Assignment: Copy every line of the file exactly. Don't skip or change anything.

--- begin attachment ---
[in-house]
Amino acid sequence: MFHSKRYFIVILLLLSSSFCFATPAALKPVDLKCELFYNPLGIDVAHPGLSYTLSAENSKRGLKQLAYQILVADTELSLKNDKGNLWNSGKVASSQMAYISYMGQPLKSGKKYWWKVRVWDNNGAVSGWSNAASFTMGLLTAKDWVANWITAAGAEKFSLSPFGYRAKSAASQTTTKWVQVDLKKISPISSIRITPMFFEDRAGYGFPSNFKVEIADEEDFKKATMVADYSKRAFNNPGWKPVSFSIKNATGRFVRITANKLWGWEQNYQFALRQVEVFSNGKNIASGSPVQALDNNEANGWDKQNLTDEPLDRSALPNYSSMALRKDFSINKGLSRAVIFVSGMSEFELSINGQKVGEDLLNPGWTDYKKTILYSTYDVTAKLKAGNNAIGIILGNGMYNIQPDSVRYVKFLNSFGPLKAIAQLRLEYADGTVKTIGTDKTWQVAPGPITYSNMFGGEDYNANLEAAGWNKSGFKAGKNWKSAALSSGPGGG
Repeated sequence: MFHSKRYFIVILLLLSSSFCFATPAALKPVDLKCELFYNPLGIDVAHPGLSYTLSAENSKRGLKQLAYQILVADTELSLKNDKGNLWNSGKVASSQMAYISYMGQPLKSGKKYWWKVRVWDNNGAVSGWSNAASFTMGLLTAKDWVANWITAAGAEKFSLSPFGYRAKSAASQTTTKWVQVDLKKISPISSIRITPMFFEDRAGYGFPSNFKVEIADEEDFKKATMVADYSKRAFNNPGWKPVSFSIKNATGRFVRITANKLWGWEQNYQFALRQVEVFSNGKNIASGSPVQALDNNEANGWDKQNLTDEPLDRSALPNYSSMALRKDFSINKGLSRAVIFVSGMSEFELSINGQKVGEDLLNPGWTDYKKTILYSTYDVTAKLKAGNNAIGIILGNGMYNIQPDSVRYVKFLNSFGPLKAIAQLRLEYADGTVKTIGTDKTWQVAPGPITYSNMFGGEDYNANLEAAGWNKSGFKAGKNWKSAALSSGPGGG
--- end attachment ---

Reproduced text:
[in-house]
Amino acid sequence: MFHSKRYFIVILLLLSSSFCFATPAALKPVDLKCELFYNPLGIDVAHPGLSYTLSAENSKRGLKQLAYQILVADTELSLKNDKGNLWNSGKVASSQMAYISYMGQPLKSGKKYWWKVRVWDNNGAVSGWSNAASFTMGLLTAKDWVANWITAAGAEKFSLSPFGYRAKSAASQTTTKWVQVDLKKISPISSIRITPMFFEDRAGYGFPSNFKVEIADEEDFKKATMVADYSKRAFNNPGWKPVSFSIKNATGRFVRITANKLWGWEQNYQFALRQVEVFSNGKNIASGSPVQALDNNEANGWDKQNLTDEPLDRSALPNYSSMALRKDFSINKGLSRAVIFVSGMSEFELSINGQKVGEDLLNPGWTDYKKTILYSTYDVTAKLKAGNNAIGIILGNGMYNIQPDSVRYVKFLNSFGPLKAIAQLRLEYADGTVKTIGTDKTWQVAPGPITYSNMFGGEDYNANLEAAGWNKSGFKAGKNWKSAALSSGPGGG
Repeated sequence: MFHSKRYFIVILLLLSSSFCFATPAALKPVDLKCELFYNPLGIDVAHPGLSYTLSAENSKRGLKQLAYQILVADTELSLKNDKGNLWNSGKVASSQMAYISYMGQPLKSGKKYWWKVRVWDNNGAVSGWSNAASFTMGLLTAKDWVANWITAAGAEKFSLSPFGYRAKSAASQTTTKWVQVDLKKISPISSIRITPMFFEDRAGYGFPSNFKVEIADEEDFKKATMVADYSKRAFNNPGWKPVSFSIKNATGRFVRITANKLWGWEQNYQFALRQVEVFSNGKNIASGSPVQALDNNEANGWDKQNLTDEPLDRSALPNYSSMALRKDFSINKGLSRAVIFVSGMSEFELSINGQKVGEDLLNPGWTDYKKTILYSTYDVTAKLKAGNNAIGIILGNGMYNIQPDSVRYVKFLNSFGPLKAIAQLRLEYADGTVKTIGTDKTWQVAPGPITYSNMFGGEDYNANLEAAGWNKSGFKAGKNWKSAALSSGPGGG